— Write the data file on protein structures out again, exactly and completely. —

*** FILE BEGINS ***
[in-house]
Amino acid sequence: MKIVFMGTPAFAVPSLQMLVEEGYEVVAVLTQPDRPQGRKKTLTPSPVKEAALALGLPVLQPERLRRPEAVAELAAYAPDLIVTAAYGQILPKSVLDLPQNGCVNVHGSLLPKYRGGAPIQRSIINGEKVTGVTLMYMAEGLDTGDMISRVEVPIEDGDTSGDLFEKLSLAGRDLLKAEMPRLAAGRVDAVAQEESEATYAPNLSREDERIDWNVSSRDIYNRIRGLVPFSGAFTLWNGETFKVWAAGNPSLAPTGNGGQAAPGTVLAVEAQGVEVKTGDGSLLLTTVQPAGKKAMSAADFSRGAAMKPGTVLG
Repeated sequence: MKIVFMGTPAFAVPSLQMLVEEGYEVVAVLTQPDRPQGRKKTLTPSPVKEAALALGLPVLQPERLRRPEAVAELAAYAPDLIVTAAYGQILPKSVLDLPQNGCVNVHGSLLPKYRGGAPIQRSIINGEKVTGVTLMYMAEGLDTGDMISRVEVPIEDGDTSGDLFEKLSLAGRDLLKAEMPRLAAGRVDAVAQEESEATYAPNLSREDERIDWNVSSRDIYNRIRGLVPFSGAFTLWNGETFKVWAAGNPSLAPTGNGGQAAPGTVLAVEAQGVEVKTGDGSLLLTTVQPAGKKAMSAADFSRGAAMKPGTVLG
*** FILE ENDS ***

[in-house]
Amino acid sequence: MKIVFMGTPAFAVPSLQMLVEEGYEVVAVLTQPDRPQGRKKTLTPSPVKEAALALGLPVLQPERLRRPEAVAELAAYAPDLIVTAAYGQILPKSVLDLPQNGCVNVHGSLLPKYRGGAPIQRSIINGEKVTGVTLMYMAEGLDTGDMISRVEVPIEDGDTSGDLFEKLSLAGRDLLKAEMPRLAAGRVDAVAQEESEATYAPNLSREDERIDWNVSSRDIYNRIRGLVPFSGAFTLWNGETFKVWAAGNPSLAPTGNGGQAAPGTVLAVEAQGVEVKTGDGSLLLTTVQPAGKKAMSAADFSRGAAMKPGTVLG
Repeated sequence: MKIVFMGTPAFAVPSLQMLVEEGYEVVAVLTQPDRPQGRKKTLTPSPVKEAALALGLPVLQPERLRRPEAVAELAAYAPDLIVTAAYGQILPKSVLDLPQNGCVNVHGSLLPKYRGGAPIQRSIINGEKVTGVTLMYMAEGLDTGDMISRVEVPIEDGDTSGDLFEKLSLAGRDLLKAEMPRLAAGRVDAVAQEESEATYAPNLSREDERIDWNVSSRDIYNRIRGLVPFSGAFTLWNGETFKVWAAGNPSLAPTGNGGQAAPGTVLAVEAQGVEVKTGDGSLLLTTVQPAGKKAMSAADFSRGAAMKPGTVLG